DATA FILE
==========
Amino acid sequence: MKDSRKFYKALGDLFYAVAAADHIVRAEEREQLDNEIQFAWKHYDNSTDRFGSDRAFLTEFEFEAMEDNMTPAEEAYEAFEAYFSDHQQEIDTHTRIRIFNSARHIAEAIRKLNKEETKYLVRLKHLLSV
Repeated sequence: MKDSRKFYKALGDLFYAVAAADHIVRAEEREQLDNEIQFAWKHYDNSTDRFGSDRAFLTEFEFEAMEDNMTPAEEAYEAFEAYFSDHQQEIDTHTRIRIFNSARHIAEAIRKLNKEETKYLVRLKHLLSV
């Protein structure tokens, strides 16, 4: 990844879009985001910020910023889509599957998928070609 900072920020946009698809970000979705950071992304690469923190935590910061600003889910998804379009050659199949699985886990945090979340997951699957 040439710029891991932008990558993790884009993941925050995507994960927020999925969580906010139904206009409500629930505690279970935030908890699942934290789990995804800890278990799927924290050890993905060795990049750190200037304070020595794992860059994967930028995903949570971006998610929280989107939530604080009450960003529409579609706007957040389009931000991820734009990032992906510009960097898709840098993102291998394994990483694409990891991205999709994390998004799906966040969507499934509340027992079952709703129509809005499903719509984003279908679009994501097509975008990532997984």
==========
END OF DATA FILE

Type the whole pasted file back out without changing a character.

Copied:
Amino acid sequence: MKDSRKFYKALGDLFYAVAAADHIVRAEEREQLDNEIQFAWKHYDNSTDRFGSDRAFLTEFEFEAMEDNMTPAEEAYEAFEAYFSDHQQEIDTHTRIRIFNSARHIAEAIRKLNKEETKYLVRLKHLLSV
Repeated sequence: MKDSRKFYKALGDLFYAVAAADHIVRAEEREQLDNEIQFAWKHYDNSTDRFGSDRAFLTEFEFEAMEDNMTPAEEAYEAFEAYFSDHQQEIDTHTRIRIFNSARHIAEAIRKLNKEETKYLVRLKHLLSV
């Protein structure tokens, strides 16, 4: 990844879009985001910020910023889509599957998928070609 900072920020946009698809970000979705950071992304690469923190935590910061600003889910998804379009050659199949699985886990945090979340997951699957 040439710029891991932008990558993790884009993941925050995507994960927020999925969580906010139904206009409500629930505690279970935030908890699942934290789990995804800890278990799927924290050890993905060795990049750190200037304070020595794992860059994967930028995903949570971006998610929280989107939530604080009450960003529409579609706007957040389009931000991820734009990032992906510009960097898709840098993102291998394994990483694409990891991205999709994390998004799906966040969507499934509340027992079952709703129509809005499903719509984003279908679009994501097509975008990532997984």